The arguably correct answer to the snarky “who is the woman and who is the man in the relationship” question that plagues romantically involved Queer folks of the same gender is: “Neither. That’s the point.” This is a subversive answer to an invasive and wrongheaded question; it (hopefully) indicates to the asker that the question was inappropriate and (hopefully) shuts the conversation down; rarely does it actually challenge head-on the gender binarism questions which it promotes. Found both in dominant society and within Queer sub-cultures–is the assumption that there must be some inherent gendered relationship dynamic; one partner must be or is expected to be, feminine to a certain degree (despite their actual gender), and the other must be or is expected to be, masculine to a certain degree (despite their actual gender). Ever-present buttresses need not even be mentioned at this point, as they are glaringly visible, and becoming more so as movements progress.

Spartacus, a Starz Original series, follows the lives of Gladiator-slaves in one ludus and their eventual uprising and subsequent escape from slavery. Like anything, especially media-related things, nothing is completely unproblematic (i.e., the show is set in the Mediterranean, but for some reason actors talk in seemingly forced Eurocentric accents, to name one example) but I do believe Spartacus is underrated in this respect. Characters of Color abound, all nuanced, and relevant beyond tokenism. In the first three seasons, there are arguably more women protagonists/antagonists (‘main characters’) than men, and though many of those women are manipulative and secretive –which could be read as using their ‘feminine wiles’–men are as well, as it’s relevant to the plotline and their positions of power within the ludus and general social standing, not merely frivolous misogyny. It has the single most respectful depiction of a post-rape relationship I’ve ever seen. The show is also progressively Queer.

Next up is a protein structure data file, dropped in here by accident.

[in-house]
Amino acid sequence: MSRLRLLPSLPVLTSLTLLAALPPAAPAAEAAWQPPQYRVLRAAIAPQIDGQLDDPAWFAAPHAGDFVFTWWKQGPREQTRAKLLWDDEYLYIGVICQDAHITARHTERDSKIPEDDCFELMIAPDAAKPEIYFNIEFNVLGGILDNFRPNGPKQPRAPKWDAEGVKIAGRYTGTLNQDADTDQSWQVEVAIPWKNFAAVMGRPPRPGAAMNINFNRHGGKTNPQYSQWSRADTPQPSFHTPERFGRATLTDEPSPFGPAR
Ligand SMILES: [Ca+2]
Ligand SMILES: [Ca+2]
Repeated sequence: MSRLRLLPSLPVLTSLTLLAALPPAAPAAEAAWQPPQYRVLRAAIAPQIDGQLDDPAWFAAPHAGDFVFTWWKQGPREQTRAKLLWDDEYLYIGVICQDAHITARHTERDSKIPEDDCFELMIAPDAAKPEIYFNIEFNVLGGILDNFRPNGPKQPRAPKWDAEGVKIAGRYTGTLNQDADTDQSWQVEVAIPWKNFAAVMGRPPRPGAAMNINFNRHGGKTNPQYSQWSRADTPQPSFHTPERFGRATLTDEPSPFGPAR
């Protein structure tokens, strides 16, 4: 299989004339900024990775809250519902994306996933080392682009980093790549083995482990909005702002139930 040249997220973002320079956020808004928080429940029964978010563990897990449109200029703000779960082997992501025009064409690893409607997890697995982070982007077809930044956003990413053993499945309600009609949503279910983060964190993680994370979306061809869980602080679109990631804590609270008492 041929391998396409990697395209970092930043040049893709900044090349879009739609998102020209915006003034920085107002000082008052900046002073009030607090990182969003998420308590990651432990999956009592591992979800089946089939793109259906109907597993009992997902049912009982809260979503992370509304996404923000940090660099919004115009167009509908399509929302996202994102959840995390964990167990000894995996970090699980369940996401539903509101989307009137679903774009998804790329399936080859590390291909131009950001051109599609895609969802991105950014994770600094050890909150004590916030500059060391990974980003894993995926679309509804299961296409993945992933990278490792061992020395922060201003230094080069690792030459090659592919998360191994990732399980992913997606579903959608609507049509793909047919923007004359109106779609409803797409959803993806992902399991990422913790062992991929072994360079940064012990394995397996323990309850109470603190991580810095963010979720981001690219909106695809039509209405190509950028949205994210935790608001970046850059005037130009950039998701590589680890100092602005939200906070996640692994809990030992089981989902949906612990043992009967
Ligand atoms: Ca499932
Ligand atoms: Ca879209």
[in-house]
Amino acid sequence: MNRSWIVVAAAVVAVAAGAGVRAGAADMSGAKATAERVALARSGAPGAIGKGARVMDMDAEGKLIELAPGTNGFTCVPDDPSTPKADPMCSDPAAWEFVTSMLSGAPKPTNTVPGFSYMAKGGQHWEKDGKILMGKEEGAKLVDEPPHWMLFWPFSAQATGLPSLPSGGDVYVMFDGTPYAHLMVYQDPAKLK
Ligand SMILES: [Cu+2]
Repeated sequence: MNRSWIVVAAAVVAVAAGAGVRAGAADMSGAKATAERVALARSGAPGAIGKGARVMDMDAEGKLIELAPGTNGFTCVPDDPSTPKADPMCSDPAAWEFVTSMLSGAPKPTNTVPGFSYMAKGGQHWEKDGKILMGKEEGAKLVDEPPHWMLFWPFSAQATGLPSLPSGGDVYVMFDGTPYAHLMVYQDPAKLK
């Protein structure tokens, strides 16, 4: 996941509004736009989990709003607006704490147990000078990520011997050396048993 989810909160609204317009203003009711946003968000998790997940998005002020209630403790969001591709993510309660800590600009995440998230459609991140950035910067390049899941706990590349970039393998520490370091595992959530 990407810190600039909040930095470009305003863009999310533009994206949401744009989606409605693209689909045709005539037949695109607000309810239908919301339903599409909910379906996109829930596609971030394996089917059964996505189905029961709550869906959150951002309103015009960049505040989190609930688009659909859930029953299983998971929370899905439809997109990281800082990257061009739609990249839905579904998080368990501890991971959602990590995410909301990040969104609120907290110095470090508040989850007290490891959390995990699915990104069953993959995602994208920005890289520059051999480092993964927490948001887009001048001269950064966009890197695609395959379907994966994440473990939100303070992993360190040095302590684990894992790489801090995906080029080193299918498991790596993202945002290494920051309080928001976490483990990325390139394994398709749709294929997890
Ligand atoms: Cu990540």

Throughout the show’s erotic scenes–there’s a lot of those– there is plenty of Queer sex. Consistently. Just as much, and just as erotic, as the expected frequency of heterosexual eroticism. There’s no frame of abnormality or ‘Exception to the Rule’ regarding the (perceived) validity of Queer relationships put up against the (perceived) validity and (perceived) normalcy of cis-het relationships. And, my goodness, there is a significant, wonderful, refreshing lack of default masculine/feminine dynamics. I’ve had cis-het folks critique my opinion on that saying that in the time period and location Spartacus is set, there was no concept at all of Queer sexuality, thusly no representative relevance or reflection, because “everyone was having sex with everyone all the time.” (We can discuss how problematic that statement is later on.) Still, I’ve yet to hear this critique go deeper than a singular blanket statement; anyway, that statement would indicate, and be, one form or another of polysexuality, which is a concept of sexuality.

With the exception of two characters who both die near the beginning, Barca and Pietro, who do have a masculine/feminine and potentially dominant/submissive relationship dynamic, Queer relationships between same-gendered characters are presented, void of the expectation of femininity complimenting and properly interacting romantically with only masculinity–and vice versa. Casual, non-romantic, sexual exchanges between women in Spartacus are also refreshing, considering the way relationships between women are generally viewed as more committed and emotional and focused lesser on sex than non-sexual expressions of affection. (Unless, that is, they are being hypersexualized.) In fact, as gladiators (a traditionally very ‘masculine’ role) romantic tenderness between the main Queer couple, Agron and Nassir, blurs what it means to be masculine or feminine in a romantic relationship, what gender roles in a relationship are, what they mean, and why they mean it. Agron and Nassir display a relationship based on reciprocity, caring, providing, supporting, tenderness, affection, and ultimately survival without assigning a fixed meaning to them–other than love.